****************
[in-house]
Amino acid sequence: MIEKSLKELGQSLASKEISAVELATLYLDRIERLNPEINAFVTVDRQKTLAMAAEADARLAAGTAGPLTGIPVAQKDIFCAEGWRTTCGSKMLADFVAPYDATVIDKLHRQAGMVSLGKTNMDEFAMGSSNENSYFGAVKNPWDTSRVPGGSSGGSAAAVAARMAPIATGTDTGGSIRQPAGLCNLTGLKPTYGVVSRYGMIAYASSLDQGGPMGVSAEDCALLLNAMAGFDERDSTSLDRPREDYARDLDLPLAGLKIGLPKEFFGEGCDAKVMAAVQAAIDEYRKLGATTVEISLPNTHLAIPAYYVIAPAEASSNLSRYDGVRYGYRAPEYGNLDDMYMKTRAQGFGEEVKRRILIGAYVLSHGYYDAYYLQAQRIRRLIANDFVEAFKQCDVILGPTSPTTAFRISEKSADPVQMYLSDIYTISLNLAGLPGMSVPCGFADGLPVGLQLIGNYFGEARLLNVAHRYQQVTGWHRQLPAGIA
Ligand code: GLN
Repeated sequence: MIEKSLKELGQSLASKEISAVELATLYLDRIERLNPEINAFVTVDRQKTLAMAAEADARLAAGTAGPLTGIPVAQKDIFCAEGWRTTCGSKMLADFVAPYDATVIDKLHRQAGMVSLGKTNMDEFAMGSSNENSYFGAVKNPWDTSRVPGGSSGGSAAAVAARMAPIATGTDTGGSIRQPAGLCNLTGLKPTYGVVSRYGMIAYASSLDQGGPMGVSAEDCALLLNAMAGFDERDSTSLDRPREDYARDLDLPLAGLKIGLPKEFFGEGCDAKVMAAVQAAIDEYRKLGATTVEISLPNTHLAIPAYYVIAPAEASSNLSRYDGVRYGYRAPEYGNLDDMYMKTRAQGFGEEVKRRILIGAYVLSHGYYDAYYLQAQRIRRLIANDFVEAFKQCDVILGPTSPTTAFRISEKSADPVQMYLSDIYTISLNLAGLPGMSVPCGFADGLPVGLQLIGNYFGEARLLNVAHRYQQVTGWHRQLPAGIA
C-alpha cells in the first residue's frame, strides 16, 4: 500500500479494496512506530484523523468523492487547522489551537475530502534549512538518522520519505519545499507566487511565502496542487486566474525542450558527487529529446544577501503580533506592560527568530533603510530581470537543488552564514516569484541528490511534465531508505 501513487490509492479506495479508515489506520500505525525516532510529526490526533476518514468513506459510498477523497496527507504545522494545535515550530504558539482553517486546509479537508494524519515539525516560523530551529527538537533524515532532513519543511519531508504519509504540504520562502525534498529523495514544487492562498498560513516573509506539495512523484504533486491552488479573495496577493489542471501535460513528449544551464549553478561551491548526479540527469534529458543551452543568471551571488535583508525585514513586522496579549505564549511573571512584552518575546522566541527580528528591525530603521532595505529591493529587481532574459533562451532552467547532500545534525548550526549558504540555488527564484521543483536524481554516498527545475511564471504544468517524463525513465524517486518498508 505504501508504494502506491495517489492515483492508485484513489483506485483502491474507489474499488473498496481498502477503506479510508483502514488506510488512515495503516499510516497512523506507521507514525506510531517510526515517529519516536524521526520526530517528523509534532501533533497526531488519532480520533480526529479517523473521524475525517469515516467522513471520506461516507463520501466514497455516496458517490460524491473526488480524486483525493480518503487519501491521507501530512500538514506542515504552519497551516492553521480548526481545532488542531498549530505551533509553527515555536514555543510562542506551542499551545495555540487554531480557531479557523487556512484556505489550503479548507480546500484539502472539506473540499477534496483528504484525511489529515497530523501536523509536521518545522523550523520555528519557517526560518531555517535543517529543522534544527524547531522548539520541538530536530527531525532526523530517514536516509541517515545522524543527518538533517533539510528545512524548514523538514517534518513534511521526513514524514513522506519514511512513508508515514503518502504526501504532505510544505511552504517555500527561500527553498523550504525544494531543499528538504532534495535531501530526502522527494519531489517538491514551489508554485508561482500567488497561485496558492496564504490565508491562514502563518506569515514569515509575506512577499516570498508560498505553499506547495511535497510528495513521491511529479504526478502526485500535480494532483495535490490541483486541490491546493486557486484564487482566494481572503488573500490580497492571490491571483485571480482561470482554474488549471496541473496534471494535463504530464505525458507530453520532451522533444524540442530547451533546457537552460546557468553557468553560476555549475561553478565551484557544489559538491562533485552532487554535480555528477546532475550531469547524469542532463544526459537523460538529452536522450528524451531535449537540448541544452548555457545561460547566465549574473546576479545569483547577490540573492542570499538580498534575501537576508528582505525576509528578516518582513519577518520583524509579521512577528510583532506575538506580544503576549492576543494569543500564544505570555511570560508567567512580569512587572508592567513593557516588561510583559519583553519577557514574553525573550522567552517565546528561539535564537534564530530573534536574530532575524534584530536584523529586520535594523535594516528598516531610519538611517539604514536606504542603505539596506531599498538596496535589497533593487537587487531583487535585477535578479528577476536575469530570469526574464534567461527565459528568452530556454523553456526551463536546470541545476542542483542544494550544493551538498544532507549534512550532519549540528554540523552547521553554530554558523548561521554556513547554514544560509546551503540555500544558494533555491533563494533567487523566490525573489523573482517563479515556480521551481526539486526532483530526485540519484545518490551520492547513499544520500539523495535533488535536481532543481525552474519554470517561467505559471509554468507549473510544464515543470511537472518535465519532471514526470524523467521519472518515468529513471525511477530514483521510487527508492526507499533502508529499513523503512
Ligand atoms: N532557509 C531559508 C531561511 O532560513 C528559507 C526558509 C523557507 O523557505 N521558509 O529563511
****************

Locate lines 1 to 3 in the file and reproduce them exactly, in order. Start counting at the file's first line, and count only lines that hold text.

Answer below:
[in-house]
Amino acid sequence: MIEKSLKELGQSLASKEISAVELATLYLDRIERLNPEINAFVTVDRQKTLAMAAEADARLAAGTAGPLTGIPVAQKDIFCAEGWRTTCGSKMLADFVAPYDATVIDKLHRQAGMVSLGKTNMDEFAMGSSNENSYFGAVKNPWDTSRVPGGSSGGSAAAVAARMAPIATGTDTGGSIRQPAGLCNLTGLKPTYGVVSRYGMIAYASSLDQGGPMGVSAEDCALLLNAMAGFDERDSTSLDRPREDYARDLDLPLAGLKIGLPKEFFGEGCDAKVMAAVQAAIDEYRKLGATTVEISLPNTHLAIPAYYVIAPAEASSNLSRYDGVRYGYRAPEYGNLDDMYMKTRAQGFGEEVKRRILIGAYVLSHGYYDAYYLQAQRIRRLIANDFVEAFKQCDVILGPTSPTTAFRISEKSADPVQMYLSDIYTISLNLAGLPGMSVPCGFADGLPVGLQLIGNYFGEARLLNVAHRYQQVTGWHRQLPAGIA
Ligand code: GLN